10.  Stock your fridge with real food and plan your meals ahead of time

If you find yourself hungry and don't have anything healthy readily available, what do you think you're going to reach for?  Pretty much anything.  You'll need lots of fresh veggies, fruit, lean proteins, starchy carbs, and healthy fats all ready to eat when you need to eat them.

Thanks for reading and good luck!

Sunday, 7 April 2013

Easing into Exercise

I admit I'm not very good at "easing" into anything.  I tend to be an "all or nothing" type person.

This pregnancy I once again managed to balloon right back up to my 200lb pregnancy body that I had at the end of my last pregnancy.  Even after being in the best shape of my life for my bodybuilding competition June 9th of last year.  Sigh.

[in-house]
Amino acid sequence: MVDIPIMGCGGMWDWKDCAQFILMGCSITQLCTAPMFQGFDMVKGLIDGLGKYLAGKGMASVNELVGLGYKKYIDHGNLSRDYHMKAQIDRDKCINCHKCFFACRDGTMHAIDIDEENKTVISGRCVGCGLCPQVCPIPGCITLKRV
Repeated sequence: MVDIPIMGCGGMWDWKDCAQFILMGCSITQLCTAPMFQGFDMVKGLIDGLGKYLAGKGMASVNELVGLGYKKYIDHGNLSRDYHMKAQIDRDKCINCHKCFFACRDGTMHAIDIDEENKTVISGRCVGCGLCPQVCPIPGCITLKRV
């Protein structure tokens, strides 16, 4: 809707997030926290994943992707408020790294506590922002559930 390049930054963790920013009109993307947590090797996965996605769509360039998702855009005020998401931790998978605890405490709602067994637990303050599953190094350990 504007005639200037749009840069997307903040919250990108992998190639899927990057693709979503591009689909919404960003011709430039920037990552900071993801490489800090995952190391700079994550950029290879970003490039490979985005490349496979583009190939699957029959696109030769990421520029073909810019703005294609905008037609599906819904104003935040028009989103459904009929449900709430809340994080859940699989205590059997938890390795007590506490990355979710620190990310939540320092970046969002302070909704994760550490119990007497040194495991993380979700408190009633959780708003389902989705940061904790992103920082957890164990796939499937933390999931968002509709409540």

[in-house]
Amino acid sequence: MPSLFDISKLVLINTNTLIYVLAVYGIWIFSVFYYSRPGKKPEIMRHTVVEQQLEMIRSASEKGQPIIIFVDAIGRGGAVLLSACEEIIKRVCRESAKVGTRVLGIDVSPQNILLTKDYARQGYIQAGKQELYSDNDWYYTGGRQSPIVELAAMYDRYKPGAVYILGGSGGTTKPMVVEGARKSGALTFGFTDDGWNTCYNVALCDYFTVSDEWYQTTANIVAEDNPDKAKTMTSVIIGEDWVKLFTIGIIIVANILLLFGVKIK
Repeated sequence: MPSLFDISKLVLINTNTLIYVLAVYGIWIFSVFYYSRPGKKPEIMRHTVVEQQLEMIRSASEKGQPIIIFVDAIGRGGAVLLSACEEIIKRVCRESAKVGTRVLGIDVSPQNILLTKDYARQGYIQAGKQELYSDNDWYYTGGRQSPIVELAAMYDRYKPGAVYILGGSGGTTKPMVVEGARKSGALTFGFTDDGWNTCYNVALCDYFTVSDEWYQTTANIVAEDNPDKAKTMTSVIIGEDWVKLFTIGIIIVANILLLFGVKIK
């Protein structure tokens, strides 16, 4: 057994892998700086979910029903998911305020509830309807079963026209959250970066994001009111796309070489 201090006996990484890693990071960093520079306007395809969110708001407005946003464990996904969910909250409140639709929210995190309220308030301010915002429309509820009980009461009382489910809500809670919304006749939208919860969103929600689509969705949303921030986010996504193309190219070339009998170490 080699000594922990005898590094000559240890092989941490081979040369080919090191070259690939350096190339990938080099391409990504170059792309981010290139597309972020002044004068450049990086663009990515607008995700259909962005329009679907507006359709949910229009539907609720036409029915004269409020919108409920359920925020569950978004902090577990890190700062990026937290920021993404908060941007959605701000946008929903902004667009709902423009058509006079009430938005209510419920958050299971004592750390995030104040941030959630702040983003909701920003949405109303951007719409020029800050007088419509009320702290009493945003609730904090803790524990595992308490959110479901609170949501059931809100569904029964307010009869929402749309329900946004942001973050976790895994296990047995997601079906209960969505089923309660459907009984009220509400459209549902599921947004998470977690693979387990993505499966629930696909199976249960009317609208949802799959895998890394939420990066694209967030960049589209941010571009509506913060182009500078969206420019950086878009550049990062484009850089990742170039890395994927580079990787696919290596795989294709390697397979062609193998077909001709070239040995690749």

But on the plus side for all you blog readers, I'm basically starting from scratch once again, so I'll make sure to post everything I'm doing right from day one.

On Thursday I had a rather depressing shopping trip.  I went out and bought the largest pair of jeans I've ever owned in my life, and also ran into someone I knew who, upon noticing my still-prominent belly, said, "Still in there, hey?".... before noticing the newborn in the shopping cart next to me.

So... me and my "all or nothing" mentality decided I was ready to hit the gym on Friday, just 6 days postpartum.  I had a great workout (back and rear delts) and it felt amazing to really push my muscles to exhaustion once again.  Unfortunately, my body didn't respond all that well afterwards and my postpartum bleeding started up again (it had already stopped).

One of these days I should really learn what the word "moderation" means.

I'm planning on taking the rest of the weekend off, and maybe I'll try hitting the gym again on Monday or Tuesday (though hopefully I can restrain myself from lifting the heaviest weights possible this time).